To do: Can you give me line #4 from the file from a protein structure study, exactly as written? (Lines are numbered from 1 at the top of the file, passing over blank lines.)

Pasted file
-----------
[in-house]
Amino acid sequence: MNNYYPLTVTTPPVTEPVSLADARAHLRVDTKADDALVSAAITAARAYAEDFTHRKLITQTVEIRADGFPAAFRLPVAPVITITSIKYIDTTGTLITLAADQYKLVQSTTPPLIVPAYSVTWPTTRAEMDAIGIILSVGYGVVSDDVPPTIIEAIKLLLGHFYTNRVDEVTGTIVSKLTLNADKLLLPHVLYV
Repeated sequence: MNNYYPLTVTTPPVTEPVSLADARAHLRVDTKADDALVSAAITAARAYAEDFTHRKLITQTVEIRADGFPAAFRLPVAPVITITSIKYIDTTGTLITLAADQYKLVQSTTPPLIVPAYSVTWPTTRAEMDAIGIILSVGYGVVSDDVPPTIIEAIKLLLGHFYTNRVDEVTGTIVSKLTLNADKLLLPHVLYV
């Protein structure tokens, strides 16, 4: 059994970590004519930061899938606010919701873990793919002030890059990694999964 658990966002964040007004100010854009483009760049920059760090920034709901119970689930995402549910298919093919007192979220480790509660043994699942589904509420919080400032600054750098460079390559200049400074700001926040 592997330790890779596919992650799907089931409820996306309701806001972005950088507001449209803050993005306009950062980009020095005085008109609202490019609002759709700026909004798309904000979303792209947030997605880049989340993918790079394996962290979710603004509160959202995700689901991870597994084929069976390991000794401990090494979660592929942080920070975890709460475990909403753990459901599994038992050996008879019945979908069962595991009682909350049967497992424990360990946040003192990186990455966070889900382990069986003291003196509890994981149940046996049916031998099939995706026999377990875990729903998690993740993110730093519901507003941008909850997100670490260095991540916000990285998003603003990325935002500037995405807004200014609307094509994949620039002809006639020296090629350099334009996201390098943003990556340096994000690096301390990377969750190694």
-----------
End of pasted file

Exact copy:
């Protein structure tokens, strides 16, 4: 059994970590004519930061899938606010919701873990793919002030890059990694999964 658990966002964040007004100010854009483009760049920059760090920034709901119970689930995402549910298919093919007192979220480790509660043994699942589904509420919080400032600054750098460079390559200049400074700001926040 592997330790890779596919992650799907089931409820996306309701806001972005950088507001449209803050993005306009950062980009020095005085008109609202490019609002759709700026909004798309904000979303792209947030997605880049989340993918790079394996962290979710603004509160959202995700689901991870597994084929069976390991000794401990090494979660592929942080920070975890709460475990909403753990459901599994038992050996008879019945979908069962595991009682909350049967497992424990360990946040003192990186990455966070889900382990069986003291003196509890994981149940046996049916031998099939995706026999377990875990729903998690993740993110730093519901507003941008909850997100670490260095991540916000990285998003603003990325935002500037995405807004200014609307094509994949620039002809006639020296090629350099334009996201390098943003990556340096994000690096301390990377969750190694």